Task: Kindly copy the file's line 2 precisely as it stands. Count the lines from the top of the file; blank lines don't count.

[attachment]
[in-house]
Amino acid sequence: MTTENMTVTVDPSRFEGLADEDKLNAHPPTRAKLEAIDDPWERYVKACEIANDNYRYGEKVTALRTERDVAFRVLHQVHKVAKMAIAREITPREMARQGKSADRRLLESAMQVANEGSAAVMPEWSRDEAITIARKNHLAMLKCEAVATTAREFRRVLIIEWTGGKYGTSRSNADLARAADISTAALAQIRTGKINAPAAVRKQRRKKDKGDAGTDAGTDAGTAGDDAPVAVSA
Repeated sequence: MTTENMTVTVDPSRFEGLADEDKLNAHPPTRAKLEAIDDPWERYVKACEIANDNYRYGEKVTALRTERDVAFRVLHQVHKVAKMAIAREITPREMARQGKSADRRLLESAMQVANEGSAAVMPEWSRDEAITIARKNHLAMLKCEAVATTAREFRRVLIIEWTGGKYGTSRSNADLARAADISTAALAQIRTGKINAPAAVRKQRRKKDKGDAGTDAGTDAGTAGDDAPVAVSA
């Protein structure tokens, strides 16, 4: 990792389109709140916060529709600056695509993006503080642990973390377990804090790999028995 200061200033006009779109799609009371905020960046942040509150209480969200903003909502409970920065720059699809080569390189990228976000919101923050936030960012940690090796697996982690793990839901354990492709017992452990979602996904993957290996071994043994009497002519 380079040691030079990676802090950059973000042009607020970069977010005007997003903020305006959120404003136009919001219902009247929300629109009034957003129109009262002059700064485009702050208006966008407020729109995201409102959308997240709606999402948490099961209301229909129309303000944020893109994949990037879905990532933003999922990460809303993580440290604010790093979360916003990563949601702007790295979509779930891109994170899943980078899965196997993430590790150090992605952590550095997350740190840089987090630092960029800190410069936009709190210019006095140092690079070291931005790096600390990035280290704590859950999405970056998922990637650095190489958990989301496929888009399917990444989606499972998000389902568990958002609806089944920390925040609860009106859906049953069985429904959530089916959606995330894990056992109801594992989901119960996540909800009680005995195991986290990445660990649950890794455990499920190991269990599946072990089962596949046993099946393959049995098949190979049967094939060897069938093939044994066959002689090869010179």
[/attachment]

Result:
Amino acid sequence: MTTENMTVTVDPSRFEGLADEDKLNAHPPTRAKLEAIDDPWERYVKACEIANDNYRYGEKVTALRTERDVAFRVLHQVHKVAKMAIAREITPREMARQGKSADRRLLESAMQVANEGSAAVMPEWSRDEAITIARKNHLAMLKCEAVATTAREFRRVLIIEWTGGKYGTSRSNADLARAADISTAALAQIRTGKINAPAAVRKQRRKKDKGDAGTDAGTDAGTAGDDAPVAVSA